The main purpose of this ongoing blog will be to track planetary extreme, or record temperatures related to climate change. Any reports I see of ETs will be listed below the main topic of the day. I’ll refer to extreme or record temperatures as ETs (not extraterrestrials).😉
Main Topic: Earth’s Average Temperature Is About to Spike
Dear Diary. An El Niño is developing in the Pacific which will spike global temperature averages toward that dreaded +1.5°C (2.7°F) level above preindustrial conditions. We can see an El Niño developing looking at sea surface anomaly charts off the coast of South America. The red area there is quite startling:
So, we should an El Niño soon:
Not only do El Niño’s spike global sea surface temperature averages, but they also influence our climate by warming the lower atmospheric temperature worldwide. We saw the influence of record strong El Niño’s across the United States in 1998 and 2016, spiking ratios of warm to cold reports (Source NCEI):
Already Peru is being influenced by warm waters off of their coast:
It’s uncertain how strong the next El Niño will be or how long it will last. Our science is just now beginning to make better forecasts concerning ENSO (El Niño – Southern Oscillation), but strength and longevity forecasting ability needs a lot of work. What’s alarming this time around is that global average temperature levels are near record high levels in the absence of El Niño. Here are more details from Matthew Cappucci writing for the Washington Post:
Earth has second-warmest March even before arrival of planet-heating El Niño
It was the 529th consecutive month to feature temperatures above the 20th-century average
April 7, 2023
A look at temperature anomalies for March 2023. (Copernicus ECMWF)
March 2023 will go down in the books as tying for the second-warmest March on record. That’s according to the Copernicus Climate Change Service of the European Union. Temperatures globally were several degrees above average in most places outside the western United States, where a stagnant weather pattern allowed cooler than typical readings to hang around most of the month.
The unusually warm month occurred even before the projected arrival of the El Niño climate pattern, which increases global temperatures.
Still, the relatively warm month is consistent with the expectations of climate scientists amid a swiftly warming environment. March represents the 529th month in a row with temperatures exceeding the 20th-century average. That’s more than 44 years straight without a single comparatively cool month.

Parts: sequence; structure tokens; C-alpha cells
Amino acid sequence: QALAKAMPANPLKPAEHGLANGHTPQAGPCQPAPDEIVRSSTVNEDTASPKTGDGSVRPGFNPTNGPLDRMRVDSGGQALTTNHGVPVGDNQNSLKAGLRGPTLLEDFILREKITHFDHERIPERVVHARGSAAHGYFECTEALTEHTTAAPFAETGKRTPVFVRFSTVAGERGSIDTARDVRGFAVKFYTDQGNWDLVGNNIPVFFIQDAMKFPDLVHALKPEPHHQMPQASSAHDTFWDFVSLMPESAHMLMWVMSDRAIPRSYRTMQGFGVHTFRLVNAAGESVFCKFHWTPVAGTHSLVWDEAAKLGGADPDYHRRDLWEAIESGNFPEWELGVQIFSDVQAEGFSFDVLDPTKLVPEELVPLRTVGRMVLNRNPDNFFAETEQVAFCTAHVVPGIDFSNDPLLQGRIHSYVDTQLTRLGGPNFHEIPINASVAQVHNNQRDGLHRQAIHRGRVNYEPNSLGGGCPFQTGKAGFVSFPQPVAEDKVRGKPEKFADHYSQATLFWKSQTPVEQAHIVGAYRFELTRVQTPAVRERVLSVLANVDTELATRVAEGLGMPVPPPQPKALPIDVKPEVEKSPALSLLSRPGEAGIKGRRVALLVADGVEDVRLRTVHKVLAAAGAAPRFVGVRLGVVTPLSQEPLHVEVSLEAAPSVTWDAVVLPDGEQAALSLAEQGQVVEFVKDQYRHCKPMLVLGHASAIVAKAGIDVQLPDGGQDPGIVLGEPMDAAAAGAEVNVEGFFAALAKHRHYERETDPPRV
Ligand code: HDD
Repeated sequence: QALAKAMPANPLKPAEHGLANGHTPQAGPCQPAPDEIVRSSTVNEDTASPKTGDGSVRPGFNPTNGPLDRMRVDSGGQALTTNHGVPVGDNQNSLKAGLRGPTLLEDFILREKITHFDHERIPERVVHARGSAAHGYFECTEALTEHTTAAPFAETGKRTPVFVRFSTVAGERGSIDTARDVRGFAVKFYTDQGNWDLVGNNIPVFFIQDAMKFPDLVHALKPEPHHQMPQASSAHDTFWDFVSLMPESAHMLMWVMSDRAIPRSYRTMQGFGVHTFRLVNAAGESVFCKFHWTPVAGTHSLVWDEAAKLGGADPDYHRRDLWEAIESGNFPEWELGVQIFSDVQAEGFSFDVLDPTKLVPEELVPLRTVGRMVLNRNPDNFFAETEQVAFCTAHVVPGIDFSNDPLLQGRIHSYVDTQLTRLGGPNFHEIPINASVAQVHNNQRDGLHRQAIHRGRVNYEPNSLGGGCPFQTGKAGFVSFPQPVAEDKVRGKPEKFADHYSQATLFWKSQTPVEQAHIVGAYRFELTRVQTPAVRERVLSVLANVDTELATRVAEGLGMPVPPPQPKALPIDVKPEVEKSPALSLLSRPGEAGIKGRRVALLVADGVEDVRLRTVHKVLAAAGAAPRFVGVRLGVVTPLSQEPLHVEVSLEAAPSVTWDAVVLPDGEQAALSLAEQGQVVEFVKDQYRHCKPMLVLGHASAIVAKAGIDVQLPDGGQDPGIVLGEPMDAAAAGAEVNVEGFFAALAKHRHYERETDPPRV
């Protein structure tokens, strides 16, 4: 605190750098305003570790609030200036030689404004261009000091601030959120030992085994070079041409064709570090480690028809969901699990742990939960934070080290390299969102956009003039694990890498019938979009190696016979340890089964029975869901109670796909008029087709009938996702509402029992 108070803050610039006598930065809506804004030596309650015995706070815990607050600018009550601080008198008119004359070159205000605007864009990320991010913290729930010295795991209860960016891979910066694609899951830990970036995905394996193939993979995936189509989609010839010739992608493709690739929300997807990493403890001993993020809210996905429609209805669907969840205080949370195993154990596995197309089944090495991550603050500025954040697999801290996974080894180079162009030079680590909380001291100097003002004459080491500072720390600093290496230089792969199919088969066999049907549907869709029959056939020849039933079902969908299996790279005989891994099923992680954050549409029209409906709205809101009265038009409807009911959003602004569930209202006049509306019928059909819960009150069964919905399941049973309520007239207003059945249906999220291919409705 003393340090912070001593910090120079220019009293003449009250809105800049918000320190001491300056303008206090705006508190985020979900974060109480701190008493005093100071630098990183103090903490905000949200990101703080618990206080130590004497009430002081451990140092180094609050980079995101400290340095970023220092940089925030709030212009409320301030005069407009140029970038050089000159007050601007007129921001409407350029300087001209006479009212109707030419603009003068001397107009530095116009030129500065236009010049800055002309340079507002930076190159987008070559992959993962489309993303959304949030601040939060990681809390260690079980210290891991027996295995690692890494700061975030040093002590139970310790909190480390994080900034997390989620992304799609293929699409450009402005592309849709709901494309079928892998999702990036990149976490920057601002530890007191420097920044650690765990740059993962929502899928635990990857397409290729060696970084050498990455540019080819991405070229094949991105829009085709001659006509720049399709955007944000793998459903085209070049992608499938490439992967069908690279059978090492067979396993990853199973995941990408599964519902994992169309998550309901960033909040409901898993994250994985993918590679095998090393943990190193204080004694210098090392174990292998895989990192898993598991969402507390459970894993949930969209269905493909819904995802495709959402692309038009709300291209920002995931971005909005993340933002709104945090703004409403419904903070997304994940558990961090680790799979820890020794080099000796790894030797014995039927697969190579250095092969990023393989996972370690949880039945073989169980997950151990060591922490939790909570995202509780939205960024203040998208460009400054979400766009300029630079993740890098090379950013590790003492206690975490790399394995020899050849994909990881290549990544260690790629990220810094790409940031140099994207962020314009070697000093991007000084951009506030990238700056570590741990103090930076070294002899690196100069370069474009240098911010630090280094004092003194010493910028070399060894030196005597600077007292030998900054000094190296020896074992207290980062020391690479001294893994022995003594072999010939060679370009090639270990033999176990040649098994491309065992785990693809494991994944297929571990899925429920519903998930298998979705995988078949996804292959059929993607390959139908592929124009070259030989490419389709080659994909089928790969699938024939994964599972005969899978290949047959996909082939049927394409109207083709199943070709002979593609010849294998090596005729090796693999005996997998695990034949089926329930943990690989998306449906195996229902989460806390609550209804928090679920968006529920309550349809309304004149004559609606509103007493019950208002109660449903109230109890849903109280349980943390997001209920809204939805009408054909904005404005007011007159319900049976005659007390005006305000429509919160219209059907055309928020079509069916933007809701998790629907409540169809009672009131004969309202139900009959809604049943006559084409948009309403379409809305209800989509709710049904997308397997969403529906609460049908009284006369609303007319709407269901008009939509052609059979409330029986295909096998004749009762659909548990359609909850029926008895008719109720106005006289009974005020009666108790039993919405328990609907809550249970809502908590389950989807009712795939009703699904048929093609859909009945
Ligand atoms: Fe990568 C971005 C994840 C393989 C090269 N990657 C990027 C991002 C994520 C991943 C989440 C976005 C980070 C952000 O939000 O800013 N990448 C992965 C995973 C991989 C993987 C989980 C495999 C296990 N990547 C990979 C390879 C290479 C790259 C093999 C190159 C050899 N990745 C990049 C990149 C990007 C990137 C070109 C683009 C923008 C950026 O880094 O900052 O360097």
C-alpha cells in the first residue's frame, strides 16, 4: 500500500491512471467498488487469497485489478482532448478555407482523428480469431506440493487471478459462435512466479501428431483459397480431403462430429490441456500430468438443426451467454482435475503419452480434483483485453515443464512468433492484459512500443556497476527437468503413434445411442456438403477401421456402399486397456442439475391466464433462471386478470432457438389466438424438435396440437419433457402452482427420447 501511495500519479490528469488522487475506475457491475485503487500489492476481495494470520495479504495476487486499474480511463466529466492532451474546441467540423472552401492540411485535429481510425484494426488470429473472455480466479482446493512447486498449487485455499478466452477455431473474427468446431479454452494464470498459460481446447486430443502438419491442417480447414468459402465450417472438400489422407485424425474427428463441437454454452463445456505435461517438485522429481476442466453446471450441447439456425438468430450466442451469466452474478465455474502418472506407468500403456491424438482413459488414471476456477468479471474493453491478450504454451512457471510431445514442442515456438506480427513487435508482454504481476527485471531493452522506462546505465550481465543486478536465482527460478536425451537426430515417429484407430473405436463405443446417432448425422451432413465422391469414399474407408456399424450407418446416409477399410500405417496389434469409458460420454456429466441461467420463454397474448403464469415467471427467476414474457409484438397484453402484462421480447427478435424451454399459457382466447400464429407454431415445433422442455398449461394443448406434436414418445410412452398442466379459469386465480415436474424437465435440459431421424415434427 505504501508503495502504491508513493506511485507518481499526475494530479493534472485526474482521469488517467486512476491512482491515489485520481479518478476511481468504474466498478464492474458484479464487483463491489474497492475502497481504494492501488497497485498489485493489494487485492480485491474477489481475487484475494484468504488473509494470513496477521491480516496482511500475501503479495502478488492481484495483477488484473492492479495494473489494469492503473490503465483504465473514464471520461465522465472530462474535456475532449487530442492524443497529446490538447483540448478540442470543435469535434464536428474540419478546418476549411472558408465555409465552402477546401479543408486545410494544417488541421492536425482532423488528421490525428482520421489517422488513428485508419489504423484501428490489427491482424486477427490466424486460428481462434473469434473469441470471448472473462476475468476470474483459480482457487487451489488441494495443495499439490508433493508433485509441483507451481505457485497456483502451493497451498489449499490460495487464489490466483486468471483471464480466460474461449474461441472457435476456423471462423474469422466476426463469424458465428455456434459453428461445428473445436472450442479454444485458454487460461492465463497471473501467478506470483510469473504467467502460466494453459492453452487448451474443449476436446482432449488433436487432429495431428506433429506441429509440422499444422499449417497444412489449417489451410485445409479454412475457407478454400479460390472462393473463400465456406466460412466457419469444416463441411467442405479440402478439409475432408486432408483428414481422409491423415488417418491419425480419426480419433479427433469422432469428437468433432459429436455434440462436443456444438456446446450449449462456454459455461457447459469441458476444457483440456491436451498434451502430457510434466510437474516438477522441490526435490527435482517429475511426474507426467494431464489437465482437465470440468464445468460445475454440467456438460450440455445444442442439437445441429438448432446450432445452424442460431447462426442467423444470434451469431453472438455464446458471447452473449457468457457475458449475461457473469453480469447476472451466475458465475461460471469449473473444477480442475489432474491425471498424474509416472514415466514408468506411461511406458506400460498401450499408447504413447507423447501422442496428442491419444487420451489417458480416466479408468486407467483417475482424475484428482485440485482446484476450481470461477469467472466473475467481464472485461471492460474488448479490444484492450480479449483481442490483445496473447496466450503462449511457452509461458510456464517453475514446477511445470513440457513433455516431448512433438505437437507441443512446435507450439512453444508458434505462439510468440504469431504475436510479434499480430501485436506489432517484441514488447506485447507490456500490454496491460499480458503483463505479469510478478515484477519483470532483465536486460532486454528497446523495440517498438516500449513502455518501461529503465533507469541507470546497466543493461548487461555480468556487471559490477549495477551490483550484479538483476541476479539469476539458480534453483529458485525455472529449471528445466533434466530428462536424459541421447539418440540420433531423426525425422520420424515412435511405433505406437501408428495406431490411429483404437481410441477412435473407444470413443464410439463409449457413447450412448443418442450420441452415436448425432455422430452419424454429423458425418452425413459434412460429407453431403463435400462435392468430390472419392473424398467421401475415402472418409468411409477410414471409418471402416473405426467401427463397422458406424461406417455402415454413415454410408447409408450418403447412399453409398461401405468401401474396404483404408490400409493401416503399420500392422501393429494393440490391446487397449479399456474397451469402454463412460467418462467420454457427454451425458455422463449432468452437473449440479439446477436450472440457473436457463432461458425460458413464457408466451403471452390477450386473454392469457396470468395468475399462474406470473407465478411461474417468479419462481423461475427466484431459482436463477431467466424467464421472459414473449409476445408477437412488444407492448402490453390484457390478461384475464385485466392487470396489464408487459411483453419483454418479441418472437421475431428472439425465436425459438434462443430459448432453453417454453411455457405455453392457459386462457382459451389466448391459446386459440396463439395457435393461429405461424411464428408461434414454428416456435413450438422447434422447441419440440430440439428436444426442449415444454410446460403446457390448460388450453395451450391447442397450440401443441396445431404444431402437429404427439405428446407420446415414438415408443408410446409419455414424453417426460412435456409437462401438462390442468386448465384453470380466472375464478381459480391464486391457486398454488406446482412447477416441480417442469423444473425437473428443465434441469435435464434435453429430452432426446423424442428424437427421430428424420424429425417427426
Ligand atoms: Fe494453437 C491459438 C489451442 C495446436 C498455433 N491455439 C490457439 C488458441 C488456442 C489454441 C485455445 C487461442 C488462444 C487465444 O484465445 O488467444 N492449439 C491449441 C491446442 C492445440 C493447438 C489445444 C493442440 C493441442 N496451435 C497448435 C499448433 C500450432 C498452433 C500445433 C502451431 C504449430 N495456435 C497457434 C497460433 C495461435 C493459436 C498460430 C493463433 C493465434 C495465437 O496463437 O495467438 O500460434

“These March statistics are not surprising, as we’re breaking monthly records almost [every] year now,” Kim Cobb, a climate scientist and professor of environment and society at Brown University, wrote in an email.
March by the numbers
Copernicus determined that the March global average temperature was 0.92 degrees Fahrenheit above the 1991 to 2020 normal. This warmth helped last month tie with 2017, 2019 and 2020 as the second-warmest month on record. There still exists a substantial gap of about 0.2 degrees, between March 2023 and the current first-place record holder, which is March 2016.
A strong El Niño pattern was present in March 2016, boosting temperatures. El Niño begins as a warming of ocean waters in the eastern tropical Pacific, which warms the surrounding air and shuffles weather patterns across the northern hemisphere and beyond. Global temperatures tend to be higher during periods dominated by El Niño.
At present, ENSO, or the El Niño Southern Oscillation — the overarching pattern that oscillates between El Niño and La Niña — is in a neutral state. In other words, we’re at the midpoint between both extremes, without any particularly prominent push in either direction. That’s what makes the current level of warmth stand out.
“What I still find shocking is that the last eight years were the eight warmest years on record,” Cobb said. “That’s truly exceptional, given that year-to-year temperatures are impacted by natural variations associated [with] El Niño’s and La Niña’s.”
The extent of Arctic and Antarctic sea ice was also well below average during the month, flirting with record lows in both hemispheres.